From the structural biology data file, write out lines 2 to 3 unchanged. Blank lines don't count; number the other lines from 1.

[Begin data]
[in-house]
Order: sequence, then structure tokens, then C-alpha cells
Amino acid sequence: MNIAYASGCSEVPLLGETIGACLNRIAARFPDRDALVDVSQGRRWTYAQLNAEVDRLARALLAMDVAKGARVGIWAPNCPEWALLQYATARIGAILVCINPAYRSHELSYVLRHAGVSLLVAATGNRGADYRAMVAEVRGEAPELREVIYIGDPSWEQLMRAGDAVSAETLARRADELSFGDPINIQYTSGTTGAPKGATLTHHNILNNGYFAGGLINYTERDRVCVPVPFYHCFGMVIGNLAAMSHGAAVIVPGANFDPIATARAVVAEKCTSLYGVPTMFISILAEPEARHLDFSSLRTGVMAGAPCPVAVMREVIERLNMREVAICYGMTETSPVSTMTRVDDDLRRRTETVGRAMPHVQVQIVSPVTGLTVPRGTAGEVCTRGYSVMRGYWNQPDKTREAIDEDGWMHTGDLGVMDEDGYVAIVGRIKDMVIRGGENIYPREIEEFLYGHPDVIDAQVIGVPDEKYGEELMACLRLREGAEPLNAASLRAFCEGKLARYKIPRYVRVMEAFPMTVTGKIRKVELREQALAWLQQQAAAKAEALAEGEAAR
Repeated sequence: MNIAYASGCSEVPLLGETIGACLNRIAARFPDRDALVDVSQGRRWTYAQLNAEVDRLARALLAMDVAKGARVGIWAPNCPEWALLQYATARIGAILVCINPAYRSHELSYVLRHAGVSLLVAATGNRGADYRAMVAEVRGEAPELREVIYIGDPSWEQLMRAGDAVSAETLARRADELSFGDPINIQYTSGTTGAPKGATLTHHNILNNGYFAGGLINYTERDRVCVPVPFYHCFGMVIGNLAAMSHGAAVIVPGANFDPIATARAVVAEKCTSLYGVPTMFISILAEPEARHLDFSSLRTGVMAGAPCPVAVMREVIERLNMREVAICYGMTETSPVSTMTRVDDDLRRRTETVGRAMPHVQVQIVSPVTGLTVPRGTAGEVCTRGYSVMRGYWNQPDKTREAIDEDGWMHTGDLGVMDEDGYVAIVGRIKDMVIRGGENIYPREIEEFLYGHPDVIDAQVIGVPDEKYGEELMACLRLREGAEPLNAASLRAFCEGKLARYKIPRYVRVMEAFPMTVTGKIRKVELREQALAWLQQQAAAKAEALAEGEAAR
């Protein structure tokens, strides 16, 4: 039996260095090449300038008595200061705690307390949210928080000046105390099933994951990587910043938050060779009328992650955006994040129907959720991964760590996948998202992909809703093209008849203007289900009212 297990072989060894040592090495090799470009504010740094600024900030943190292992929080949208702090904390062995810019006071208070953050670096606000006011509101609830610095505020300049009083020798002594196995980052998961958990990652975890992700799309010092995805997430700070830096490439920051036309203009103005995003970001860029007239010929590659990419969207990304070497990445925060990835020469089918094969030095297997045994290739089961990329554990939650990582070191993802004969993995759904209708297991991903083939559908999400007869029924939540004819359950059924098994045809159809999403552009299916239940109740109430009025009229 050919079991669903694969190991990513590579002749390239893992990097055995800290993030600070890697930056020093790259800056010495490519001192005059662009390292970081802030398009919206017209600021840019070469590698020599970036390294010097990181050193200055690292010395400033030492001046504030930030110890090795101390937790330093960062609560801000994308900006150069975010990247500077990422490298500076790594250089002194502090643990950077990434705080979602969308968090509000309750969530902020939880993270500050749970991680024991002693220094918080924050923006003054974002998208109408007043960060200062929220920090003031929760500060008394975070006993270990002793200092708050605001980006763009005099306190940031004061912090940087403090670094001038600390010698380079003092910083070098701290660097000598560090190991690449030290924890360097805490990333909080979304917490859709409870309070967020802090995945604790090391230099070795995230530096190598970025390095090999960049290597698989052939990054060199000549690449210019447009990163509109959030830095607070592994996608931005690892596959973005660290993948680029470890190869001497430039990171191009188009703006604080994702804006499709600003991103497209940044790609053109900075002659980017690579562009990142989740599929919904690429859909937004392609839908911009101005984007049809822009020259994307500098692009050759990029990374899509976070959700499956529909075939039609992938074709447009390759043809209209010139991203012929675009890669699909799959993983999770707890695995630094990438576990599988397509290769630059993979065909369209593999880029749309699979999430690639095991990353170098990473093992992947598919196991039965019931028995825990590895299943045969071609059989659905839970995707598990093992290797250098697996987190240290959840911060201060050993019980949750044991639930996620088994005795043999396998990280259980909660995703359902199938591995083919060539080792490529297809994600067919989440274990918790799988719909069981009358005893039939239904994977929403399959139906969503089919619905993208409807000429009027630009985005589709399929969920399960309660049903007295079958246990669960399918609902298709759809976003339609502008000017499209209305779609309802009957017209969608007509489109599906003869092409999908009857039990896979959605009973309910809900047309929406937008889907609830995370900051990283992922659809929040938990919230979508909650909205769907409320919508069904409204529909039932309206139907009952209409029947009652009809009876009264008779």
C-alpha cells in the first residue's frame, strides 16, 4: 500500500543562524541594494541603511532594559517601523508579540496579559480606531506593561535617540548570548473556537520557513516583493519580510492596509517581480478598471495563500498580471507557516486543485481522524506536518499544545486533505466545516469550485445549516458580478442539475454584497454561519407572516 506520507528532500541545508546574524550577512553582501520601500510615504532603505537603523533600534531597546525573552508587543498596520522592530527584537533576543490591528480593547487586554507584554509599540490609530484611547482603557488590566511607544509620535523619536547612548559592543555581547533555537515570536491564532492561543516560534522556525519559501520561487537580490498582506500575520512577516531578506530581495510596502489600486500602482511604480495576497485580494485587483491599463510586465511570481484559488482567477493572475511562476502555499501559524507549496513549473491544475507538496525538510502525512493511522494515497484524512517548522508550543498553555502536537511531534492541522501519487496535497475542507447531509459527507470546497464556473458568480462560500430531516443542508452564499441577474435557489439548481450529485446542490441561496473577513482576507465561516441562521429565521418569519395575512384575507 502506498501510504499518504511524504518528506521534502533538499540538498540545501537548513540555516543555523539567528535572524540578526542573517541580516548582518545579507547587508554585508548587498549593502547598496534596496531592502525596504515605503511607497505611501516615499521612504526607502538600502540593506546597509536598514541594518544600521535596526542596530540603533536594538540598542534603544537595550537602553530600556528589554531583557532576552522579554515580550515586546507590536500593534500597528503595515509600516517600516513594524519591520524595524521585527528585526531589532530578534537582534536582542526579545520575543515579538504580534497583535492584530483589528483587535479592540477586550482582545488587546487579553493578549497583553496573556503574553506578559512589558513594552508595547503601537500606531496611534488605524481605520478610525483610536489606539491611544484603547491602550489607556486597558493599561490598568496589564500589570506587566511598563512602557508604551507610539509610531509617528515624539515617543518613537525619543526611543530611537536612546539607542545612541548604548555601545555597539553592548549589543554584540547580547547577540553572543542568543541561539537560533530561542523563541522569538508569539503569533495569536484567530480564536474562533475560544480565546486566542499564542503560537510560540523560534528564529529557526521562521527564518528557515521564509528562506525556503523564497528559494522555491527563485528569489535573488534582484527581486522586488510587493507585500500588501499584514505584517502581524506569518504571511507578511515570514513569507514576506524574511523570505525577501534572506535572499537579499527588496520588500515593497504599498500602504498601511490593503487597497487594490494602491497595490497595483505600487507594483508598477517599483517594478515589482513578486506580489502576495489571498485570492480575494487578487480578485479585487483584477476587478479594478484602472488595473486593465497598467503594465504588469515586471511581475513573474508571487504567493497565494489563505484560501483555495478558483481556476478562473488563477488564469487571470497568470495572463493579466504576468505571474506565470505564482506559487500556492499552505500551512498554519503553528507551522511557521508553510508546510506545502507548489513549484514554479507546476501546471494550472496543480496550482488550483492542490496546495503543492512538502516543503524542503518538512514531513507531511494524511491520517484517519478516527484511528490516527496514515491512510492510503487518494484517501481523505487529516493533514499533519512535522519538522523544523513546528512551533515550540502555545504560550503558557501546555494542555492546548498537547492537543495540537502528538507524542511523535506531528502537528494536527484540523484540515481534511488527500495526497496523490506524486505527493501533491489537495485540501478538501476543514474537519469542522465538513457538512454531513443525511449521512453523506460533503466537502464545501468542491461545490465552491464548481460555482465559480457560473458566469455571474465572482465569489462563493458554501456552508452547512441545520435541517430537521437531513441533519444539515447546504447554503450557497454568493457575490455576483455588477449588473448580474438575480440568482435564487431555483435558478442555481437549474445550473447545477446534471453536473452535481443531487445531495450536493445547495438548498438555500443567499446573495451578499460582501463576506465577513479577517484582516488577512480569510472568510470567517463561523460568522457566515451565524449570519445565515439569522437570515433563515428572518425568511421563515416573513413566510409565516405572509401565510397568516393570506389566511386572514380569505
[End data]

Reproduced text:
Order: sequence, then structure tokens, then C-alpha cells
Amino acid sequence: MNIAYASGCSEVPLLGETIGACLNRIAARFPDRDALVDVSQGRRWTYAQLNAEVDRLARALLAMDVAKGARVGIWAPNCPEWALLQYATARIGAILVCINPAYRSHELSYVLRHAGVSLLVAATGNRGADYRAMVAEVRGEAPELREVIYIGDPSWEQLMRAGDAVSAETLARRADELSFGDPINIQYTSGTTGAPKGATLTHHNILNNGYFAGGLINYTERDRVCVPVPFYHCFGMVIGNLAAMSHGAAVIVPGANFDPIATARAVVAEKCTSLYGVPTMFISILAEPEARHLDFSSLRTGVMAGAPCPVAVMREVIERLNMREVAICYGMTETSPVSTMTRVDDDLRRRTETVGRAMPHVQVQIVSPVTGLTVPRGTAGEVCTRGYSVMRGYWNQPDKTREAIDEDGWMHTGDLGVMDEDGYVAIVGRIKDMVIRGGENIYPREIEEFLYGHPDVIDAQVIGVPDEKYGEELMACLRLREGAEPLNAASLRAFCEGKLARYKIPRYVRVMEAFPMTVTGKIRKVELREQALAWLQQQAAAKAEALAEGEAAR